Operating Modes: Energy Saver (heat pump only), hybrid (combined heat pump/electric element) or electric heater modes offer your customer the option to recover hot water slower/faster, but compromise energy savings if not operated in the heat-pump-only mode. Target storage water temperatures have a dramatic affect on the EF (Energy Factor): the hotter you set the storage temperature, the lower the EF becomes.

Peak usage calculation: After adjusting the water temperature for comfort, measure the GPM flow rate using a bucket with gallon markings and your watch. (I've found 2.5 GPM shower heads that flow in excess of 4 GPM when the home's water pressure exceeds 70 psi.) Measure the adjusted bathing temperature at the showerhead’s outlet or tub spout if the shower head injects air to feel more forceful at lower GPM rates. Well water systems will see a relatively constant 55°F year-round while municipal systems will dip to 40°F. We’re designing for design conditions, so always use the lowest cold-water temperature your customers will experience for sizing tank-style water heaters.

We need to know the percentage of hot water in the flow to calculate peak demand, the formula looks like this: (adjusted temp – coldest temp) ÷ (target storage temp – coldest temp) = %. Therefore, (106 – 40) ÷ (120 – 40) = 66 ÷ 80 = .825 (82.5% of the flow must be delivered from the water heater).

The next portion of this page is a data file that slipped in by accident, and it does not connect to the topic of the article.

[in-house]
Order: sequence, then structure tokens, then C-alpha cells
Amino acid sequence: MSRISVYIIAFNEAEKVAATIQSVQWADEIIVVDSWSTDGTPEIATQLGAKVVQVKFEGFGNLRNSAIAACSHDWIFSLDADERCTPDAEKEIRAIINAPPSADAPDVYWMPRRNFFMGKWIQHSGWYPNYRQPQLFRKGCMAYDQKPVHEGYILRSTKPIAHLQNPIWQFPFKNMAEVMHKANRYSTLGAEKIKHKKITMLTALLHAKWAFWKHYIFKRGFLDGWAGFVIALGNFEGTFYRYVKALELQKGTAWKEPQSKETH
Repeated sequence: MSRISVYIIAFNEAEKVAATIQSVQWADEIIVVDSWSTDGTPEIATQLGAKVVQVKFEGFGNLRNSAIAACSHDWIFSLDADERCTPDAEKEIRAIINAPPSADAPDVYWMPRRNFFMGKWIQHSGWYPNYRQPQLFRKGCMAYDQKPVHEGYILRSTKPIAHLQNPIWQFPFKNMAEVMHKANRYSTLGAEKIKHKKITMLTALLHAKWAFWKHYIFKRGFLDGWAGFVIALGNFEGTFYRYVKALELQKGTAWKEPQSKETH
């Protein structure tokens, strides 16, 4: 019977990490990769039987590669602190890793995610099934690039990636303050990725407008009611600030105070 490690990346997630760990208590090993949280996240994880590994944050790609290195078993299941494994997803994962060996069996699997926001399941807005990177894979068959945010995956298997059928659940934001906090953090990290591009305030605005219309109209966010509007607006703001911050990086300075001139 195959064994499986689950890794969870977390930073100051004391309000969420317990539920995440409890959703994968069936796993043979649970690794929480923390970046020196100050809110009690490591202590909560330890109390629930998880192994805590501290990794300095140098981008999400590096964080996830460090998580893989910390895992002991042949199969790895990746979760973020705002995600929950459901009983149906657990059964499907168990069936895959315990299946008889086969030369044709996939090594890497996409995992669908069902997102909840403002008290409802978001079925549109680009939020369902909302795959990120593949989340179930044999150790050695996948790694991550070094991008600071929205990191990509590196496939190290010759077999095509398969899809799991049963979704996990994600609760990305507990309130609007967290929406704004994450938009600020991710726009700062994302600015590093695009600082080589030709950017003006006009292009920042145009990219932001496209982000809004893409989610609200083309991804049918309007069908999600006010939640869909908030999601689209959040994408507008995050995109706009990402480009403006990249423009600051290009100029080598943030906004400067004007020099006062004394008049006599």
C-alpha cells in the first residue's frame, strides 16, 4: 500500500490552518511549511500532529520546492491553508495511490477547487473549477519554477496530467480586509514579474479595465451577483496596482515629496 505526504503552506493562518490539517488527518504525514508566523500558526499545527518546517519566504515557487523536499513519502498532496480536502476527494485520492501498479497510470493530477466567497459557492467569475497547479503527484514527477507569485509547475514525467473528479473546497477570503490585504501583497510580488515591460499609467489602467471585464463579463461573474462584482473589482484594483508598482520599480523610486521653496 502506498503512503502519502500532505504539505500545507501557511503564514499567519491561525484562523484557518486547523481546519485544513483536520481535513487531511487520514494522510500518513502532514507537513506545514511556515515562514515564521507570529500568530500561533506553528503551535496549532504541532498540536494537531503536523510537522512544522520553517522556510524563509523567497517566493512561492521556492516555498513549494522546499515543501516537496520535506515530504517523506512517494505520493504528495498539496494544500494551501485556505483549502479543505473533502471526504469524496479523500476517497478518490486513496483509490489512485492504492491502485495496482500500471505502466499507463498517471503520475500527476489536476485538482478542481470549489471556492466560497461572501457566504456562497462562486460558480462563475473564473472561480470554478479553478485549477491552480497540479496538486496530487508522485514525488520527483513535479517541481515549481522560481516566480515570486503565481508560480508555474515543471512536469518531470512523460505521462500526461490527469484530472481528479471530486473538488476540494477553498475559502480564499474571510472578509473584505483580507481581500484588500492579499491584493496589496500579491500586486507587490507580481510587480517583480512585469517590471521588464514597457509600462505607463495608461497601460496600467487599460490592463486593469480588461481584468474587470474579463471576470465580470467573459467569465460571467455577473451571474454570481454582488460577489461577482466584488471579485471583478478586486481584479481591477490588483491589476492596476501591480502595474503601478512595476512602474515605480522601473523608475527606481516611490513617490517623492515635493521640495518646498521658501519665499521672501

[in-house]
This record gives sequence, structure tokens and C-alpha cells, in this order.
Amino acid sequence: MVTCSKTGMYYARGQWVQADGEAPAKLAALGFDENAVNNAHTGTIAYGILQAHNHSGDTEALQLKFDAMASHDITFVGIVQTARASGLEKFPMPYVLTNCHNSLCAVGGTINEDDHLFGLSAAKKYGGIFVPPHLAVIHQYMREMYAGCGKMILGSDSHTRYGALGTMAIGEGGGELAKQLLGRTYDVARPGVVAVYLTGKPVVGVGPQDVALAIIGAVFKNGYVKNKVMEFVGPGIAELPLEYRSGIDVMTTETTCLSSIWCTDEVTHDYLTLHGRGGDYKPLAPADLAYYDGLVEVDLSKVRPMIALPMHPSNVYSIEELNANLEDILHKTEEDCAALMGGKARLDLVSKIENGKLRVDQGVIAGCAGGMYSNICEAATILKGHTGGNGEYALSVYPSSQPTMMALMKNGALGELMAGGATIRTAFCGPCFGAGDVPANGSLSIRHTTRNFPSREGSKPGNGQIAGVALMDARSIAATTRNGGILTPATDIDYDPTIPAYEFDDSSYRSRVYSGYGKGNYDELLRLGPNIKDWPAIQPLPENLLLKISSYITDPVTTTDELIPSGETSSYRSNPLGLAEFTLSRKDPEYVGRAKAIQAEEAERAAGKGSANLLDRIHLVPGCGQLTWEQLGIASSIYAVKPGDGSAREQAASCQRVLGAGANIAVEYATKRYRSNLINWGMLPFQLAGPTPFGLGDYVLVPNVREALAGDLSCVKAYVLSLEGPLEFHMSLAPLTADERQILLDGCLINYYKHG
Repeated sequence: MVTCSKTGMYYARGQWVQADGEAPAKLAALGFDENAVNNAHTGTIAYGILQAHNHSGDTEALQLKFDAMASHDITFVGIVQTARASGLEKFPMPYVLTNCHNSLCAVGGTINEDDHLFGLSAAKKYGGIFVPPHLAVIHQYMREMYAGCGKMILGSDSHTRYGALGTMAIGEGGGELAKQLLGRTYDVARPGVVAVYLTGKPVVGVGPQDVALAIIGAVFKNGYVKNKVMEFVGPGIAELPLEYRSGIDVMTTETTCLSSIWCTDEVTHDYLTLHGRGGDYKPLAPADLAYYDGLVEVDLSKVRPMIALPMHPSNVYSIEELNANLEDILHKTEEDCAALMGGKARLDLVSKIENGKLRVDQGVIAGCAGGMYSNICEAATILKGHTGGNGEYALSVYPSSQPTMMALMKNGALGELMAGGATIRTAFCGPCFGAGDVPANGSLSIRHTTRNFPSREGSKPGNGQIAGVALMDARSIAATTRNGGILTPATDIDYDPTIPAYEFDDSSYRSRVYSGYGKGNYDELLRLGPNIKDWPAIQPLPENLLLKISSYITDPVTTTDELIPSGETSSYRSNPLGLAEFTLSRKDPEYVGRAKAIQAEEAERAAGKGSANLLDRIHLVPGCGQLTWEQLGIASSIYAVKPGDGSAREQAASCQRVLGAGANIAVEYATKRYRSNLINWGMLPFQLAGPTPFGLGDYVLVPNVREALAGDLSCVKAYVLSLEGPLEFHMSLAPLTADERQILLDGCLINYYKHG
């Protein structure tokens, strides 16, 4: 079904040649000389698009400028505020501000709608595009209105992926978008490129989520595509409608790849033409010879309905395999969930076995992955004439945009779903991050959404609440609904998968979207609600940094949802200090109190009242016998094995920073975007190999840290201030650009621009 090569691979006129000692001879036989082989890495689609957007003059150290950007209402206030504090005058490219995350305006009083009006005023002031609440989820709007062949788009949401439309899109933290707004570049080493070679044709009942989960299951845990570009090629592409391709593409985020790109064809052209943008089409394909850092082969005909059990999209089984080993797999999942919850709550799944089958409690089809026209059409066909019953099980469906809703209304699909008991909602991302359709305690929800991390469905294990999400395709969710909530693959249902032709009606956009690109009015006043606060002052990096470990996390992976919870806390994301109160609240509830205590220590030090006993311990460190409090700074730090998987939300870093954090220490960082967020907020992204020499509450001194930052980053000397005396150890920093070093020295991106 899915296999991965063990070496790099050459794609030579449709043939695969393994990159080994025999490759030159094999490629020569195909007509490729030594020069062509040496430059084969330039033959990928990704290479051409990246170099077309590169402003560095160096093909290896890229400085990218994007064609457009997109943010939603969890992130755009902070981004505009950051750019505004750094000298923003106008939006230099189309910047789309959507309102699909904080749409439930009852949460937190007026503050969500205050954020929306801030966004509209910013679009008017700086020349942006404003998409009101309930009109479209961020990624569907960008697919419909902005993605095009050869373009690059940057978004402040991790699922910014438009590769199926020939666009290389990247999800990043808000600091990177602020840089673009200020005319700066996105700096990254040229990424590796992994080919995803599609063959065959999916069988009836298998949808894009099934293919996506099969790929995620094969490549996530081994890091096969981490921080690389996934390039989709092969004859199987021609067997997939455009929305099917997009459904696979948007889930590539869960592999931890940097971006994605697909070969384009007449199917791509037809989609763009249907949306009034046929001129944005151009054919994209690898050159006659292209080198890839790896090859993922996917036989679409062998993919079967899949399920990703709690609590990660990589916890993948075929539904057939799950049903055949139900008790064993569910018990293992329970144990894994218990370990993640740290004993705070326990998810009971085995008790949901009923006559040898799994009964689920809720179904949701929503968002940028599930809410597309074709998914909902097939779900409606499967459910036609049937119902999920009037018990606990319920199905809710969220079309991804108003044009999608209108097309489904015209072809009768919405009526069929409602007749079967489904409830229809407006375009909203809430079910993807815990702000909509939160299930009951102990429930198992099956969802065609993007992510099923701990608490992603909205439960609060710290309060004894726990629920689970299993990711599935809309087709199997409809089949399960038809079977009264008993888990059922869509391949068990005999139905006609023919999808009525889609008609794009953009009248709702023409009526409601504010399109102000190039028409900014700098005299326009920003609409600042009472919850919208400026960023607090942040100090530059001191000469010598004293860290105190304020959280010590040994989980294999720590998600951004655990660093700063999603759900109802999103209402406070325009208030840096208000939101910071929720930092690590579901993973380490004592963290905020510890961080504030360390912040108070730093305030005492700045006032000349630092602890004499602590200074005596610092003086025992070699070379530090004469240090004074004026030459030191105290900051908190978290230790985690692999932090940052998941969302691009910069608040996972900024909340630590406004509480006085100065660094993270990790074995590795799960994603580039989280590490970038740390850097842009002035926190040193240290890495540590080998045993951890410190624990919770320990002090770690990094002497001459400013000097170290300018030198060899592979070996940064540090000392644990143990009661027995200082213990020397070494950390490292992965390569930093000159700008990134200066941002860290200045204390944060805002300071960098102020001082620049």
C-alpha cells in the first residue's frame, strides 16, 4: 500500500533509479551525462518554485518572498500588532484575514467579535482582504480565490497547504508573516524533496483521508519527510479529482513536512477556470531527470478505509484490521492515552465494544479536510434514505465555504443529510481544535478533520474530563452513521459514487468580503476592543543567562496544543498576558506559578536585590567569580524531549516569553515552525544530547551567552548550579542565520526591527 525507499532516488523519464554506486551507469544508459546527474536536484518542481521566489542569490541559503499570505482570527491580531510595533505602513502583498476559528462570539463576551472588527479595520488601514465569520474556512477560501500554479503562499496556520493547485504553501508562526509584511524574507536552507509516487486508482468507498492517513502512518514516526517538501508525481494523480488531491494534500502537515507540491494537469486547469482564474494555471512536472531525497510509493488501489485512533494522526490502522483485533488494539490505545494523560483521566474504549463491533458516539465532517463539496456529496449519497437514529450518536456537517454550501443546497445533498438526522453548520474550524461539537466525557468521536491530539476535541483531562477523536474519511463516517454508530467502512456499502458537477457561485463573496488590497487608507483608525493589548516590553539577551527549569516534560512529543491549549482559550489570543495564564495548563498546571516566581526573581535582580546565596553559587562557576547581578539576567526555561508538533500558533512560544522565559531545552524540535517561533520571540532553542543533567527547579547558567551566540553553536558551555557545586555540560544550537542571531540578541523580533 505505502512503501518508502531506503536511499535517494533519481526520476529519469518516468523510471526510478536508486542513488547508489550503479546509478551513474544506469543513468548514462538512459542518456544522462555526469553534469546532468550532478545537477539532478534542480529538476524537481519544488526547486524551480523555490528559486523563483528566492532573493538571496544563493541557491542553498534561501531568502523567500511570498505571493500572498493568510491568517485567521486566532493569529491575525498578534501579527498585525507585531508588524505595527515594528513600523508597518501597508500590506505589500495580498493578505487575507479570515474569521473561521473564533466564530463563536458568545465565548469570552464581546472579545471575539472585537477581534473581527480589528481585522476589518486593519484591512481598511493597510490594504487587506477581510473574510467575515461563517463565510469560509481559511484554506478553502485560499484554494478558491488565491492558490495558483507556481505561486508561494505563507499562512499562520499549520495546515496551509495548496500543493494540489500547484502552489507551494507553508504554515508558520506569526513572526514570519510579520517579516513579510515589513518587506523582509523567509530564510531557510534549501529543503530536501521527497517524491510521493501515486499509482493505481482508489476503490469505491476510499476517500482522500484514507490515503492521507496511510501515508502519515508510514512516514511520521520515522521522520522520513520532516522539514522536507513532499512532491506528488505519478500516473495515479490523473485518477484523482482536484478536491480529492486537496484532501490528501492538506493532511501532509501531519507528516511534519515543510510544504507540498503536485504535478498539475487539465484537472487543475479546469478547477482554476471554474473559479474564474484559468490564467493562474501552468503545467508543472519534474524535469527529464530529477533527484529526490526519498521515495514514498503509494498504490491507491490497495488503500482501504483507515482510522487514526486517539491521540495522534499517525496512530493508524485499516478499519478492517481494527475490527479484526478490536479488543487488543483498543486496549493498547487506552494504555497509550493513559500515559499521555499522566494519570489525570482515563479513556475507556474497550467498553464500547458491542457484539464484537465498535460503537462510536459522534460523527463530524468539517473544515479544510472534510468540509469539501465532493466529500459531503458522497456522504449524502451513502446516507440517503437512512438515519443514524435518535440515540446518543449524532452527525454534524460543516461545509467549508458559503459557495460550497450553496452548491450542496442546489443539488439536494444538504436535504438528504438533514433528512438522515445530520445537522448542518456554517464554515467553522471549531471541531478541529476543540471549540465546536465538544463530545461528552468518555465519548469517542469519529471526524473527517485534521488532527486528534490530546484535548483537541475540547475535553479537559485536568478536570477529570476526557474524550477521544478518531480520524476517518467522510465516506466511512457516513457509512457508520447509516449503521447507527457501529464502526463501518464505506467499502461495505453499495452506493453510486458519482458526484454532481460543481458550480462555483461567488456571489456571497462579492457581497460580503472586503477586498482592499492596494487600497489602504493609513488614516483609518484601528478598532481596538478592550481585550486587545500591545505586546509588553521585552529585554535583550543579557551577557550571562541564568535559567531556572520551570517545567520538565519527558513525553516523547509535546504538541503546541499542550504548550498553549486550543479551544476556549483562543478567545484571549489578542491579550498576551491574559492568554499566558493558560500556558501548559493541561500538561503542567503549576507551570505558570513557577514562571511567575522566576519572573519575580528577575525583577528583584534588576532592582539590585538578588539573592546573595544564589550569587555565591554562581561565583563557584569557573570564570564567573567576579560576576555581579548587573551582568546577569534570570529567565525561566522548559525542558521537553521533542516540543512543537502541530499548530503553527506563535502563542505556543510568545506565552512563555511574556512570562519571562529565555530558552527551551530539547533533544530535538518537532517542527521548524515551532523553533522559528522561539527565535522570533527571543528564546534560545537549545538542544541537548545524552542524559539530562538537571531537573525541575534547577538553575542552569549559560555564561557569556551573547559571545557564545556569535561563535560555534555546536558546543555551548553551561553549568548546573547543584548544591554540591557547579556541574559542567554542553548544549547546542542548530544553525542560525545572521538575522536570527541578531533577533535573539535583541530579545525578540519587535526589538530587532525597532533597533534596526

Change that to 55°F well water and the percentage is 78.5%. Ask about duration for uses and when they occur over each day’s 24-hour cycle. From last month’s column, our customer using well water was using a peak-demand load of 60 gallons, which means our water heater must be capable of delivering a minimum of 47 gallons of hot water. Asking about the usage habits reveals the parents shower back-to-back while junior is also showering, creating overlapping usage that often finishes within a 45-minute time-frame. Due to the hot/cold mixing action that reduces available storage volume during active use, you can expect to drawdown 80% of the stored volume before outgoing temperature falls below 110°F, or 40 gallons using a 50-gal. tank.

Calculating recovery rates: In heat-pump-only mode, the direct-replacement 220-volt heat pump water heater will recover at roughly half the rate of conventional electric water heaters. As a result, our example sets up a situation where a 50-gal. heat pump water heater may not be able to meet demand on well water and likely fall short when municipal water dips to 40°F. To further challenge recovery-rate calculations, you need to consider where the water heater heat pump is located.

Room to breathe: HP water heaters air condition the surrounding space and unlike our fireworks friend, the harvested heat is off-loaded in the tank. You can't stuff a HP water heater in a closet or confined space and expect them to perform well, although there is at least one model that can be used in this manner, and we'll cover those issues next month.

Dave Yates owns F.W. Behler, a contracting company in York, Pa. He can be reached by phone at 717/843-4920 or by e-mail at [email protected].

All Dave Yates material in print and on Contractor's Web site is protected by Copyright 2010. Any reuse of this material (print or electronic) must first have the expressed written permission of Dave Yates and Contractor magazine. Please contact via email at: [email protected].

TAGS: Showers